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What You Should Know About the Cricut Maker

What You Should Know About the Cricut Maker

Introducing the Cricut Maker! I am so excited to share this with you, it’s a must have for your sewing room. This one machine will completely change the way you sew! There are lots of great features that you will love! Here’s what you need to know before making a purchase.

What you need to know about the Cricut Maker|Chambray Blues Blog|Chambrayblues.com
Cricut Maker, design your projects on your Ipad!

The Maker Pros and the Cons

I have been looking at machines for a long time, comparing different features and contemplating what I would use them for in my creative business. Each model Cricut machine does so many different things that I had a hard time choosing between them. It was hard to know which options would be best for me and exactly how I would use them without first trying out the machine. This post is sponsored by Cricut, I was compensated in someway for writing this post. Any opinions given are completely my own.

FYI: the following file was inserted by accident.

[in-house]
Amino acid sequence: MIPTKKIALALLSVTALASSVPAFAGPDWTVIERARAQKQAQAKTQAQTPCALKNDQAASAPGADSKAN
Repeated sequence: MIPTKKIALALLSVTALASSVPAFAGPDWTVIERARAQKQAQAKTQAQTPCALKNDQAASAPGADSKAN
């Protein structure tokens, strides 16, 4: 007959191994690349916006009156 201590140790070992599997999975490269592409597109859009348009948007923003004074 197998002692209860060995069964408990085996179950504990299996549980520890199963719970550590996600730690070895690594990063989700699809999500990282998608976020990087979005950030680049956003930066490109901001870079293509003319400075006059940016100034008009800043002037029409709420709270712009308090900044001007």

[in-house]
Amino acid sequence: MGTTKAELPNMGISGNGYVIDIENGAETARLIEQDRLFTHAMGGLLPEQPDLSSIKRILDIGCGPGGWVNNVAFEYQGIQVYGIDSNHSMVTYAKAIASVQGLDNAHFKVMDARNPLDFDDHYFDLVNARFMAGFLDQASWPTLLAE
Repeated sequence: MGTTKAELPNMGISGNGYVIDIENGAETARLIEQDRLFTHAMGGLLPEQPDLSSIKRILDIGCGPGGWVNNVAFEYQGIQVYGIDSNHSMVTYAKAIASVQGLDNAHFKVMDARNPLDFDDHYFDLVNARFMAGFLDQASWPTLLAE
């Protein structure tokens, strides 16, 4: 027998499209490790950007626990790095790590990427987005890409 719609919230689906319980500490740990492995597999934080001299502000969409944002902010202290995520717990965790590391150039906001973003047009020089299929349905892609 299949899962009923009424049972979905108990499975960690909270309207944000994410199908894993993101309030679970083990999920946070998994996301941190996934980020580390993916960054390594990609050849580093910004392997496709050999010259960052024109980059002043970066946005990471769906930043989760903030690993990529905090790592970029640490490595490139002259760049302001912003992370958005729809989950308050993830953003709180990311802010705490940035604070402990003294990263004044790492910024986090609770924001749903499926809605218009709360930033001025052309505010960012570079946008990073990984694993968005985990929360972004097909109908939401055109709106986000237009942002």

One of the best features in my opinion, is the ability to design with Cricut on my Ipad. There are a couple of Cricut Machines that do this but I still wasn’t sure how often I would use them. It seemed like most reviews I read for the machine were used for cutting Heat Transfer Vinyl (or HTV as it’s known), cutting paper or cutting plastic for making stencils. Since I haven’t used a lot of those materials in my creative business, it just didn’t seem like the right fit for me.

Recently, I stumbled across an online video from one of my blogger friends of the Cricut Maker cutting entire sewing pattern pieces. This was a total game changer for me, and I knew that I would use the Cricut Maker tool a lot in this manner! I couldn’t wait to get one and start making projects! Excitingly, the folks at Cricut chose me for their Maker campaign. Thank you Cricut!

 

What you need to know about the Cricut Maker|ChambrayBluesBlog|chambrayblues.com
The Cricut Maker has a storage compartment for all your supplies.

 

Cricut is Easy to Use

Being new to this type of equipment, I was pleased to find out how easy the machine is to use. It only has 2 cords to plug-in and takes minutes to set up. The blades and supplies can all be stored right with the machine, another huge plus since I am organizationally challenged.

Especially helpful is the color coordination of the pieces. I can tell by the color which pieces go together and exactly what they cut. Everything comes labeled and is easy to read. This makes set up so easy!

Cricut Maker Review|Chambray Blues Blog|chambrayblues.com